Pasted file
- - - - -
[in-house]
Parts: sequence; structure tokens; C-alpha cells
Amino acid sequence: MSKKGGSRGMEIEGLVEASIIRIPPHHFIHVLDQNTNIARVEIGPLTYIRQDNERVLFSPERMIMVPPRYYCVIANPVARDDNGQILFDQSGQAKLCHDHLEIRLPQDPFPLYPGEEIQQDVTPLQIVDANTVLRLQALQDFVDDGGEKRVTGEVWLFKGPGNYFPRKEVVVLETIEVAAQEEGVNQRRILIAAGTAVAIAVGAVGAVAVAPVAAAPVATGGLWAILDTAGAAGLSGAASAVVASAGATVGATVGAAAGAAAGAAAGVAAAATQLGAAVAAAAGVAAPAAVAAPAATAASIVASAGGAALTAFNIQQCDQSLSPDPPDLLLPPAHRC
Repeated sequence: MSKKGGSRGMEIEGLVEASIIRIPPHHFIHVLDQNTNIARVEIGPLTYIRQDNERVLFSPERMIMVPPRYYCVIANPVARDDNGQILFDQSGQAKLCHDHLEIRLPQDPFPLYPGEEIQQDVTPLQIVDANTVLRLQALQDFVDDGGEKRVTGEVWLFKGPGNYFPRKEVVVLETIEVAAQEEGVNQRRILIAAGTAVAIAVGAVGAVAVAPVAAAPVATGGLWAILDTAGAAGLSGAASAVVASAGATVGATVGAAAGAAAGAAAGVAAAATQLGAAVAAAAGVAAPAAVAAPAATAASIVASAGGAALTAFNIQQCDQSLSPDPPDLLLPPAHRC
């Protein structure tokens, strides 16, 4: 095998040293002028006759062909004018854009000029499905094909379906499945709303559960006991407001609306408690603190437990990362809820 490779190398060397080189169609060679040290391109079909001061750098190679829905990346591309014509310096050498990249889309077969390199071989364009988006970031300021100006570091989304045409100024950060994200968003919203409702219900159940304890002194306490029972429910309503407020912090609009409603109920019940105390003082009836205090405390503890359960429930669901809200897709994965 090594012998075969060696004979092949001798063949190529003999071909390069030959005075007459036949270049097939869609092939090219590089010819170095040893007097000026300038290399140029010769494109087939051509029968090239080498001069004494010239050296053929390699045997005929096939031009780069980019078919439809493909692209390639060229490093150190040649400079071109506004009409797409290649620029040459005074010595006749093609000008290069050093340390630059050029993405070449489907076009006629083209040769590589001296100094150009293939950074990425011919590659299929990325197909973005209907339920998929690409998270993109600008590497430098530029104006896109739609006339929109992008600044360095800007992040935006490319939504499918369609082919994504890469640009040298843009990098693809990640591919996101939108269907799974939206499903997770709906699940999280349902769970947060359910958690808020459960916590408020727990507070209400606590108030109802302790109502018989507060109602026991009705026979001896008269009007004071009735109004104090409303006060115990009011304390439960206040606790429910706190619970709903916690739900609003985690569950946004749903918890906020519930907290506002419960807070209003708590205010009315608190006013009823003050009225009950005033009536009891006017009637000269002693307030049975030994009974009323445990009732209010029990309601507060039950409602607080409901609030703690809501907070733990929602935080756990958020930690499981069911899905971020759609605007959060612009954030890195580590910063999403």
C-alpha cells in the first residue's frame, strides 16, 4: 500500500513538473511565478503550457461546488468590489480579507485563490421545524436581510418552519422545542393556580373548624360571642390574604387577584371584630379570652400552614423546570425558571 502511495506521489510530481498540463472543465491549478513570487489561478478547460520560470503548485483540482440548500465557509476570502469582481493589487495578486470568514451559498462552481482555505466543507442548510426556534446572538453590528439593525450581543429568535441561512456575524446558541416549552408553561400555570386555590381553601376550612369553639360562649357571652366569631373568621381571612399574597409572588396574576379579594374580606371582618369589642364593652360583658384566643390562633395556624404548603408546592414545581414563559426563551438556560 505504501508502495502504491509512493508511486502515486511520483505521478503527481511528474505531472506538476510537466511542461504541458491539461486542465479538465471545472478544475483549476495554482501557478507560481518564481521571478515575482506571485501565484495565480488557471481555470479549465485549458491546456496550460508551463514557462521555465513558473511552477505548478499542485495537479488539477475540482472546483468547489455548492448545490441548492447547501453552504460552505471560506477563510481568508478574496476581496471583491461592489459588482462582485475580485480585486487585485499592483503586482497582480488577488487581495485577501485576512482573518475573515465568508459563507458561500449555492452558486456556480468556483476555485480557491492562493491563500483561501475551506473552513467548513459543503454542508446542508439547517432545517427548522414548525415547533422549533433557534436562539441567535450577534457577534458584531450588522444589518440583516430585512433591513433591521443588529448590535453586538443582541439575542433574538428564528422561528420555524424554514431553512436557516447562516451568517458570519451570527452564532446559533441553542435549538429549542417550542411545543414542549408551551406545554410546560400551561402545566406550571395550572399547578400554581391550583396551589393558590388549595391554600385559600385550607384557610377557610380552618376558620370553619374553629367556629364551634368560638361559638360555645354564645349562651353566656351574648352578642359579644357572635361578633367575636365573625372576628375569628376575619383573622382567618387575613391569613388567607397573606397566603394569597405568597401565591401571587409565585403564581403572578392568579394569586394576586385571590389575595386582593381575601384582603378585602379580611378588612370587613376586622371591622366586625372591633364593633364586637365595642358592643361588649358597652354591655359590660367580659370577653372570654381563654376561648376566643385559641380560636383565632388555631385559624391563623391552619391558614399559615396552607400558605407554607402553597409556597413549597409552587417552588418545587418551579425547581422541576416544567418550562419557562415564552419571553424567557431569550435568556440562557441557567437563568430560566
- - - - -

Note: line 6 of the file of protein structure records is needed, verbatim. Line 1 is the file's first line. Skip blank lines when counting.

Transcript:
C-alpha cells in the first residue's frame, strides 16, 4: 500500500513538473511565478503550457461546488468590489480579507485563490421545524436581510418552519422545542393556580373548624360571642390574604387577584371584630379570652400552614423546570425558571 502511495506521489510530481498540463472543465491549478513570487489561478478547460520560470503548485483540482440548500465557509476570502469582481493589487495578486470568514451559498462552481482555505466543507442548510426556534446572538453590528439593525450581543429568535441561512456575524446558541416549552408553561400555570386555590381553601376550612369553639360562649357571652366569631373568621381571612399574597409572588396574576379579594374580606371582618369589642364593652360583658384566643390562633395556624404548603408546592414545581414563559426563551438556560 505504501508502495502504491509512493508511486502515486511520483505521478503527481511528474505531472506538476510537466511542461504541458491539461486542465479538465471545472478544475483549476495554482501557478507560481518564481521571478515575482506571485501565484495565480488557471481555470479549465485549458491546456496550460508551463514557462521555465513558473511552477505548478499542485495537479488539477475540482472546483468547489455548492448545490441548492447547501453552504460552505471560506477563510481568508478574496476581496471583491461592489459588482462582485475580485480585486487585485499592483503586482497582480488577488487581495485577501485576512482573518475573515465568508459563507458561500449555492452558486456556480468556483476555485480557491492562493491563500483561501475551506473552513467548513459543503454542508446542508439547517432545517427548522414548525415547533422549533433557534436562539441567535450577534457577534458584531450588522444589518440583516430585512433591513433591521443588529448590535453586538443582541439575542433574538428564528422561528420555524424554514431553512436557516447562516451568517458570519451570527452564532446559533441553542435549538429549542417550542411545543414542549408551551406545554410546560400551561402545566406550571395550572399547578400554581391550583396551589393558590388549595391554600385559600385550607384557610377557610380552618376558620370553619374553629367556629364551634368560638361559638360555645354564645349562651353566656351574648352578642359579644357572635361578633367575636365573625372576628375569628376575619383573622382567618387575613391569613388567607397573606397566603394569597405568597401565591401571587409565585403564581403572578392568579394569586394576586385571590389575595386582593381575601384582603378585602379580611378588612370587613376586622371591622366586625372591633364593633364586637365595642358592643361588649358597652354591655359590660367580659370577653372570654381563654376561648376566643385559641380560636383565632388555631385559624391563623391552619391558614399559615396552607400558605407554607402553597409556597413549597409552587417552588418545587418551579425547581422541576416544567418550562419557562415564552419571553424567557431569550435568556440562557441557567437563568430560566